Wednesday, April 30, 2008

Bonjour From Paris!

Allo! I hope you guys are enjoying Wednesday. I assure you it will be fabulous even if it started out rough. At least that was our experience :) I will spare you the boring details of traveling since (amazingly enough) they are already fading from my memory as insignificant. Right now it is 22:43 according to the clock here and Sean and I are getting ready for bed (trying to convince our bodies that it is indeed night and not two in the afternoon). Despite all the good advice from friends to stay up all day we ended up taking a nap after breakfast and getting up around five to go explore some more. Hopefully that wont mess us up tomorrow.

(The below picture is our first sight of Paris after we exited the Metro at the Arc de Triomphe).

You can see our first meal here it was soooo delicious.

We started out the day so tired we could barely remember any French and mostly ended up using English for most every interaction. However after our nap we brushed up on our approach and I completed my first complete transaction entirely en Francaise. I was very proud of myself, though he did help by quoting the price in English. Everyone speaks a little English so far that we have talked to and most seem to prefer talking to us in English despite our efforts (and often before we even open our mouths!) I guess Americans stand out.

We have taken a ton of photos and already spent a lot of euros and I don't even feel like we are really here yet! Above is Sean in front of the Place de Geffre stitched into a panorama, I love my new camera. Ok, I am going to watch the rest of French Idol (Nouvelle Star) and drink my tea before bed.

Tomorrow our plan is to hit the Musee Rodin and the Ile-de-Cite. We will keep you all posted! Bon Nuit!

Monday, April 28, 2008

Bon Voyage

As I sit here, slightly buzzed from too much wine and in a calm panic, realizing that in less than 30 hours I will be in Paris, France, I wonder; am I really going to France? Wasn't that just some weird dream I keep having? But no, no. I am going to France in the morning and I am going to like it dammit! I mean I could not go. I could over sleep and decide to skip the whole thing. After all it has been an eventful week, who needs to add traveling to a foreign country where you barely speak any of the language?> I doubt that will happen.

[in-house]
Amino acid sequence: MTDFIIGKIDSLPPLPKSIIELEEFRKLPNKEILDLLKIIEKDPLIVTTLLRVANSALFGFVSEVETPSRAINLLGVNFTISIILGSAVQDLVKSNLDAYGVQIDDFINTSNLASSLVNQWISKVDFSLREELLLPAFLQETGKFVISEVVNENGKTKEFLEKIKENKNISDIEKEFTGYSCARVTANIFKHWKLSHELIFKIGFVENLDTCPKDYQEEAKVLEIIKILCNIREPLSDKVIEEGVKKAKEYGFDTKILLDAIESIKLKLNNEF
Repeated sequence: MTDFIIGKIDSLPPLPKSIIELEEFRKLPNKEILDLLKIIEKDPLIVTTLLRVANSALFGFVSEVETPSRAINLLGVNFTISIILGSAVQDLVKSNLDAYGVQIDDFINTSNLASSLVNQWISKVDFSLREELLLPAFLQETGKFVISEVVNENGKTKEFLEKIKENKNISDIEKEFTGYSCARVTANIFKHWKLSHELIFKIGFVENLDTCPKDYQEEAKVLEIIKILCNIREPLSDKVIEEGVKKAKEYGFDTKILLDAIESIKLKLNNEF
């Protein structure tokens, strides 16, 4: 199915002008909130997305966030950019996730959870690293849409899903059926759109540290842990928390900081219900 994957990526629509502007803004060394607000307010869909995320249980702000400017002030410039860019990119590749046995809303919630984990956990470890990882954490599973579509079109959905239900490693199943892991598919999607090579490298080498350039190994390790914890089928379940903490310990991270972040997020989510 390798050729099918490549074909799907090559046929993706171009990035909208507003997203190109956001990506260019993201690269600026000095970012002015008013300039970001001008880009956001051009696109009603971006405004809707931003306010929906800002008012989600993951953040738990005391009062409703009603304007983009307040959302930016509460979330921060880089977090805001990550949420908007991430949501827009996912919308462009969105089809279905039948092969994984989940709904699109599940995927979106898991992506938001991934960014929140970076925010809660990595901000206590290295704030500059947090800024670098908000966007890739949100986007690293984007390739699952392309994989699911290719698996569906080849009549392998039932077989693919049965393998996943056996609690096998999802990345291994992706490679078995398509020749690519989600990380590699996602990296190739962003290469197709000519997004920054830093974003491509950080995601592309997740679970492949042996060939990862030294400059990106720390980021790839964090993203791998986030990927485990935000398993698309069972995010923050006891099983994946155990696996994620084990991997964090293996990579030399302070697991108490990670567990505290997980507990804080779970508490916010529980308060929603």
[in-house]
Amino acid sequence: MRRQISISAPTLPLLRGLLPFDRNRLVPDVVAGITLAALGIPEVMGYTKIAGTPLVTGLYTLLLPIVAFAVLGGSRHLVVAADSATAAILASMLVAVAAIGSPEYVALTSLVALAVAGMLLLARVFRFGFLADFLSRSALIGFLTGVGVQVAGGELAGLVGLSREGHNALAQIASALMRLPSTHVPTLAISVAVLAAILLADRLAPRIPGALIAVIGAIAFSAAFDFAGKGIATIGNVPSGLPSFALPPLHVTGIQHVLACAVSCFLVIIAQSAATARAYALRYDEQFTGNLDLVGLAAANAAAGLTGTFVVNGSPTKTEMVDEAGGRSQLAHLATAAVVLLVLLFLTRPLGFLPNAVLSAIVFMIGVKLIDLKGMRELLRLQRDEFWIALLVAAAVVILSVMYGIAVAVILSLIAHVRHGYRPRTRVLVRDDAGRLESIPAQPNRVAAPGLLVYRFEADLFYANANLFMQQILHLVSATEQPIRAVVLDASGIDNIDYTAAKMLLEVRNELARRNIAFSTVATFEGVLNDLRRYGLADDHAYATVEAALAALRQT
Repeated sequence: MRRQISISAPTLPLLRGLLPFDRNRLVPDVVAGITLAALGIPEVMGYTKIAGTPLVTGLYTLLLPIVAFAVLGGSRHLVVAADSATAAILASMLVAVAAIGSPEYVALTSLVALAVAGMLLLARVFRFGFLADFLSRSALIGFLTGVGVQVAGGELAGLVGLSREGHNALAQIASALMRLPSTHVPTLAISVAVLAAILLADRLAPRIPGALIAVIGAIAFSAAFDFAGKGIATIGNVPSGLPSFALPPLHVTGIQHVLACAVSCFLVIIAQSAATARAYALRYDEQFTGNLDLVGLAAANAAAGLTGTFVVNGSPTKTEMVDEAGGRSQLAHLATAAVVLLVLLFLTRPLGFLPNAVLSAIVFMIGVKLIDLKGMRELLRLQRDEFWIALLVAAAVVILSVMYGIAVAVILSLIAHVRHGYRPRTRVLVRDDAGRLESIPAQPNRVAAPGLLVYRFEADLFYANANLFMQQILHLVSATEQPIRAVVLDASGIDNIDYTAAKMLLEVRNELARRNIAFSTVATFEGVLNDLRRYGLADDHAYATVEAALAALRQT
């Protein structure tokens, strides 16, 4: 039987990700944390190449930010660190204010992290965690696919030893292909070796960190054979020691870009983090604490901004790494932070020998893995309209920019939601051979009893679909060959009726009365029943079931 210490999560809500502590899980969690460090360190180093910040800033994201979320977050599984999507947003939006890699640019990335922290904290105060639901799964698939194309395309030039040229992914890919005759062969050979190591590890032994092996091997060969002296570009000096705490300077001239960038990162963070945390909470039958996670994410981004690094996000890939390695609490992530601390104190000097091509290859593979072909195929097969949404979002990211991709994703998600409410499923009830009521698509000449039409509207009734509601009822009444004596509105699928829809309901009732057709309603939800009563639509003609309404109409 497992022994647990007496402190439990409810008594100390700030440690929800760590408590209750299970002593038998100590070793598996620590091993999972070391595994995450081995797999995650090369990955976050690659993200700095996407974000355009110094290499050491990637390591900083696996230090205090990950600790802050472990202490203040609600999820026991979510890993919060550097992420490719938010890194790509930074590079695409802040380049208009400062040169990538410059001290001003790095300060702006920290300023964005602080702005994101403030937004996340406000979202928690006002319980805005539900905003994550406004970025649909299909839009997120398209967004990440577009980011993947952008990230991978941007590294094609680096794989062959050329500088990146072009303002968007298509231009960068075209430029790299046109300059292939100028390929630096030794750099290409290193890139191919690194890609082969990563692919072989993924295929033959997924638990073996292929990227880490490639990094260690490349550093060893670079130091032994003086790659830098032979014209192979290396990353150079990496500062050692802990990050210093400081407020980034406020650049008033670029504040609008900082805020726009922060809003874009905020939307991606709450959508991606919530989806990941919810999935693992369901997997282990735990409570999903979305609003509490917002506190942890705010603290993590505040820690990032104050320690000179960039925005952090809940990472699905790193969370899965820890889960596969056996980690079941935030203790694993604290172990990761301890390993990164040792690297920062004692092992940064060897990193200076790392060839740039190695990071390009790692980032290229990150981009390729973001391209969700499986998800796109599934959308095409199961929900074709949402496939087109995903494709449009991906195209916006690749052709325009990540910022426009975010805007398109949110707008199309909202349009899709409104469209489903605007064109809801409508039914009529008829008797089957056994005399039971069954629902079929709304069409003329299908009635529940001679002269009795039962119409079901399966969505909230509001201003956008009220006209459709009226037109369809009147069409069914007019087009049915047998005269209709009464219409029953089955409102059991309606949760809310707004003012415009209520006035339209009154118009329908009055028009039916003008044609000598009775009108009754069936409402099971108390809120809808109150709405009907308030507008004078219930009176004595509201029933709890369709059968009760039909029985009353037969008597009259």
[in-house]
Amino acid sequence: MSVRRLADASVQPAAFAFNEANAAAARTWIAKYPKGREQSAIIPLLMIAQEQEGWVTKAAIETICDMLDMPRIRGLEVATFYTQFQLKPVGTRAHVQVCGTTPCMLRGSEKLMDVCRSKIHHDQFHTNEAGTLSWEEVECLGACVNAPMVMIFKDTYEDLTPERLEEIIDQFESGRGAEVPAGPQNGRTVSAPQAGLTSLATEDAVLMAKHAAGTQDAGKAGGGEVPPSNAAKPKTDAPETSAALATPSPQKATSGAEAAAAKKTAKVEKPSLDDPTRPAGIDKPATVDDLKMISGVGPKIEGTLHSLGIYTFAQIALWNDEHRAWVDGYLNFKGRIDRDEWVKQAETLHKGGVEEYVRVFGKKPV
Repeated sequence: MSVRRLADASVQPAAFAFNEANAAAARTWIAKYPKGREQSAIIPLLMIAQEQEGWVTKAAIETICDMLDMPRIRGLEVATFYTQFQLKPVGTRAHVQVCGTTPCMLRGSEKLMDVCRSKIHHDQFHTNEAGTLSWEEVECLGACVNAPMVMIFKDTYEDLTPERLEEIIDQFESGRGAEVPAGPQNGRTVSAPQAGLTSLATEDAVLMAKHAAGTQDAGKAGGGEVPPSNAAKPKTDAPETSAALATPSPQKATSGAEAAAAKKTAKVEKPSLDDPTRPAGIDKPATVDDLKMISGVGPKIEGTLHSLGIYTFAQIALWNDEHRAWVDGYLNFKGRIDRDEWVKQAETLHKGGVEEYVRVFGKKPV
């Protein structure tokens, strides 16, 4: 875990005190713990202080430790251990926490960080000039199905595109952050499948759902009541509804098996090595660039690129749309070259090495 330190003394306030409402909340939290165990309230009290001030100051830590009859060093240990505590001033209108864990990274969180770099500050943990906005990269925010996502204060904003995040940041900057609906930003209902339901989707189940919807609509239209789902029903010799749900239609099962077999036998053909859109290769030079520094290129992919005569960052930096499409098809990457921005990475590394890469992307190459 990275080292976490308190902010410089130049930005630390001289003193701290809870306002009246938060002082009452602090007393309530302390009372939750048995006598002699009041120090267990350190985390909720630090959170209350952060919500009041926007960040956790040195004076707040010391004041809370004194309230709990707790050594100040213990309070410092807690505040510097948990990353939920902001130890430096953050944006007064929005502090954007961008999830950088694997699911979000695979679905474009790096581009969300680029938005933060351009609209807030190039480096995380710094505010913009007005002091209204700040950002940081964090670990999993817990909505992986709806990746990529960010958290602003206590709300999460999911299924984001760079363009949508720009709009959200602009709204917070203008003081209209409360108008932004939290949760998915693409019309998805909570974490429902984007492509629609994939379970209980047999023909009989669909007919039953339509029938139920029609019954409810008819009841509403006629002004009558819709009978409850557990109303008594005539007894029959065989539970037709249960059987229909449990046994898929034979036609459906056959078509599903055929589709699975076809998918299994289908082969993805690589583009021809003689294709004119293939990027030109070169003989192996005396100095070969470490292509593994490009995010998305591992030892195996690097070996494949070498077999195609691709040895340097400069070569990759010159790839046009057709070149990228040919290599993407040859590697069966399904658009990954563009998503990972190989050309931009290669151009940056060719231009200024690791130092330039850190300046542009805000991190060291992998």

So au revoir mes ami! I will see you when I return!

Monday, April 21, 2008

Lost in Remodeling Hell

Hello blogosphere, I see that it has been more than a week since my last post. I apologize, but right now I have a loooooooooooooooonnnggg list of things to do. In a nutshell I have to finish remodeling a bathroom, move furniture around the house, clean EVERYTHING, plan for my mother 60th birthday party and pack my bags for Paris; pretty much all by thursday. This is going to be an interesting week.

Sunday, April 13, 2008

Violet Elixir Walkthrough

Ok, so this is the time (at least here in Spokane!) to pick violets. Why pick violets you ask? Check my previous post on violets here. The best time to pick flowers is the morning before the heat of the day, but after the dew has dried (if you have any dew).

Here is a step by step guide on how to make the Violet Syrup (which is actually an elixir!):

Pick 1 quart jar full of violet blossoms. You can fill the jar loosely, no need to press the flowers tightly, I just pick them using the jar as my container. As long as the place your picking from has low or no foot traffic and isn't sprayed you should be fine without washing them.

Pour hot water (let teapot come to a boil but wait till bubbling stops to pour) over till the jar is full and the water covers all the blossoms (also, check the water level after about five minutes the blossoms will have soaked some of the water up and you will need to pour a little bit more so that the blossoms are indeed covered).

Cover the jar with a plate or its lid (this will not only keep put unwanted things such as flour and sawdust that may be floating around your house as well as keeping in all that heat which is extracting all the medicinal molecules) and let it steep for 2 hours (i usually stick it in the windowsill to add the suns help in extracting the compounds from the violets). Watch the water underneath the violets as it will bleed a rich blue violet color.